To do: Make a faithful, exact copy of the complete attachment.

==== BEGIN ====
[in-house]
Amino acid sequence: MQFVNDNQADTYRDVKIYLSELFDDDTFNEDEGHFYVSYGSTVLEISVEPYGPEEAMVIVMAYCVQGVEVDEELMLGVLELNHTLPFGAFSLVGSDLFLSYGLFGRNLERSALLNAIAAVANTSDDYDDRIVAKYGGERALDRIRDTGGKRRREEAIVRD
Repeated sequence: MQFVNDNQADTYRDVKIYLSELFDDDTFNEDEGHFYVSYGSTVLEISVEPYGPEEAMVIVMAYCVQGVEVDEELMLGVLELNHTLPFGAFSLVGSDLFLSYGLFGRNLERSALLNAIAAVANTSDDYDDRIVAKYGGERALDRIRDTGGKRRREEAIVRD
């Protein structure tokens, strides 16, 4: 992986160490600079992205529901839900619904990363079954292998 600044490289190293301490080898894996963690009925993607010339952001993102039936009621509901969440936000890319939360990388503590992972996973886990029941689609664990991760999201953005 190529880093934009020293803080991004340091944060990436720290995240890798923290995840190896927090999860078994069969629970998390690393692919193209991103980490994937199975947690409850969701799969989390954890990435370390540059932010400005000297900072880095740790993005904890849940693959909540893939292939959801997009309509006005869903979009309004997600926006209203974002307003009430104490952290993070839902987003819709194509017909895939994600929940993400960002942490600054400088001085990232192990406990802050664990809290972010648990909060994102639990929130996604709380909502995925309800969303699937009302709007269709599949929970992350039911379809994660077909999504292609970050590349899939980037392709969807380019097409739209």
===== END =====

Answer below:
[in-house]
Amino acid sequence: MQFVNDNQADTYRDVKIYLSELFDDDTFNEDEGHFYVSYGSTVLEISVEPYGPEEAMVIVMAYCVQGVEVDEELMLGVLELNHTLPFGAFSLVGSDLFLSYGLFGRNLERSALLNAIAAVANTSDDYDDRIVAKYGGERALDRIRDTGGKRRREEAIVRD
Repeated sequence: MQFVNDNQADTYRDVKIYLSELFDDDTFNEDEGHFYVSYGSTVLEISVEPYGPEEAMVIVMAYCVQGVEVDEELMLGVLELNHTLPFGAFSLVGSDLFLSYGLFGRNLERSALLNAIAAVANTSDDYDDRIVAKYGGERALDRIRDTGGKRRREEAIVRD
């Protein structure tokens, strides 16, 4: 992986160490600079992205529901839900619904990363079954292998 600044490289190293301490080898894996963690009925993607010339952001993102039936009621509901969440936000890319939360990388503590992972996973886990029941689609664990991760999201953005 190529880093934009020293803080991004340091944060990436720290995240890798923290995840190896927090999860078994069969629970998390690393692919193209991103980490994937199975947690409850969701799969989390954890990435370390540059932010400005000297900072880095740790993005904890849940693959909540893939292939959801997009309509006005869903979009309004997600926006209203974002307003009430104490952290993070839902987003819709194509017909895939994600929940993400960002942490600054400088001085990232192990406990802050664990809290972010648990909060994102639990929130996604709380909502995925309800969303699937009302709007269709599949929970992350039911379809994660077909999504292609970050590349899939980037392709969807380019097409739209």